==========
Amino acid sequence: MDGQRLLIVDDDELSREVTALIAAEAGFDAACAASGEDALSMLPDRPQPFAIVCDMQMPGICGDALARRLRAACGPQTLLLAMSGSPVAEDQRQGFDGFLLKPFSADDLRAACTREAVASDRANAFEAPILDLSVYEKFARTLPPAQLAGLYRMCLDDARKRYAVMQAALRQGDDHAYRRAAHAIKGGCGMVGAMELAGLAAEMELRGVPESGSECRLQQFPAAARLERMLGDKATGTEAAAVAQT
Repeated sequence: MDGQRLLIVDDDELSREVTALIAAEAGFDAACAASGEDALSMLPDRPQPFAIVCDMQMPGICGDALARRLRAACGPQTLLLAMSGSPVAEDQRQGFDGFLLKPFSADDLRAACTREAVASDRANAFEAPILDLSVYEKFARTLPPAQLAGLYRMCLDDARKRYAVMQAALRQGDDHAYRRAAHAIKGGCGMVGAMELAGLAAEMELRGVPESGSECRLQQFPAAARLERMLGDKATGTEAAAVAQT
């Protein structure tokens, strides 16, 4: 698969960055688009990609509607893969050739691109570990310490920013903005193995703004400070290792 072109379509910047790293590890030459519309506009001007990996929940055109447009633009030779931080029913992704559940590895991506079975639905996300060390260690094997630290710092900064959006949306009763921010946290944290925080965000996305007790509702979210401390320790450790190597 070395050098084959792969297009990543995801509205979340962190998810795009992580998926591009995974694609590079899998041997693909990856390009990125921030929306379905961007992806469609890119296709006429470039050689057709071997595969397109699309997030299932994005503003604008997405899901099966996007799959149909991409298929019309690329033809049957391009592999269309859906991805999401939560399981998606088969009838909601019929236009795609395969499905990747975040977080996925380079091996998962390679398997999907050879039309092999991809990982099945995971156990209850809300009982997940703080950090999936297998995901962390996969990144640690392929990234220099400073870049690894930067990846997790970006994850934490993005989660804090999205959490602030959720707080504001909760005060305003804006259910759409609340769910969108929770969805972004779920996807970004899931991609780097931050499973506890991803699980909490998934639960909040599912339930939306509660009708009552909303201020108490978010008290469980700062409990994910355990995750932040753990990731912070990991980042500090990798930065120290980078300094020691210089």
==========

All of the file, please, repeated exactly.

Amino acid sequence: MDGQRLLIVDDDELSREVTALIAAEAGFDAACAASGEDALSMLPDRPQPFAIVCDMQMPGICGDALARRLRAACGPQTLLLAMSGSPVAEDQRQGFDGFLLKPFSADDLRAACTREAVASDRANAFEAPILDLSVYEKFARTLPPAQLAGLYRMCLDDARKRYAVMQAALRQGDDHAYRRAAHAIKGGCGMVGAMELAGLAAEMELRGVPESGSECRLQQFPAAARLERMLGDKATGTEAAAVAQT
Repeated sequence: MDGQRLLIVDDDELSREVTALIAAEAGFDAACAASGEDALSMLPDRPQPFAIVCDMQMPGICGDALARRLRAACGPQTLLLAMSGSPVAEDQRQGFDGFLLKPFSADDLRAACTREAVASDRANAFEAPILDLSVYEKFARTLPPAQLAGLYRMCLDDARKRYAVMQAALRQGDDHAYRRAAHAIKGGCGMVGAMELAGLAAEMELRGVPESGSECRLQQFPAAARLERMLGDKATGTEAAAVAQT
């Protein structure tokens, strides 16, 4: 698969960055688009990609509607893969050739691109570990310490920013903005193995703004400070290792 072109379509910047790293590890030459519309506009001007990996929940055109447009633009030779931080029913992704559940590895991506079975639905996300060390260690094997630290710092900064959006949306009763921010946290944290925080965000996305007790509702979210401390320790450790190597 070395050098084959792969297009990543995801509205979340962190998810795009992580998926591009995974694609590079899998041997693909990856390009990125921030929306379905961007992806469609890119296709006429470039050689057709071997595969397109699309997030299932994005503003604008997405899901099966996007799959149909991409298929019309690329033809049957391009592999269309859906991805999401939560399981998606088969009838909601019929236009795609395969499905990747975040977080996925380079091996998962390679398997999907050879039309092999991809990982099945995971156990209850809300009982997940703080950090999936297998995901962390996969990144640690392929990234220099400073870049690894930067990846997790970006994850934490993005989660804090999205959490602030959720707080504001909760005060305003804006259910759409609340769910969108929770969805972004779920996807970004899931991609780097931050499973506890991803699980909490998934639960909040599912339930939306509660009708009552909303201020108490978010008290469980700062409990994910355990995750932040753990990731912070990991980042500090990798930065120290980078300094020691210089």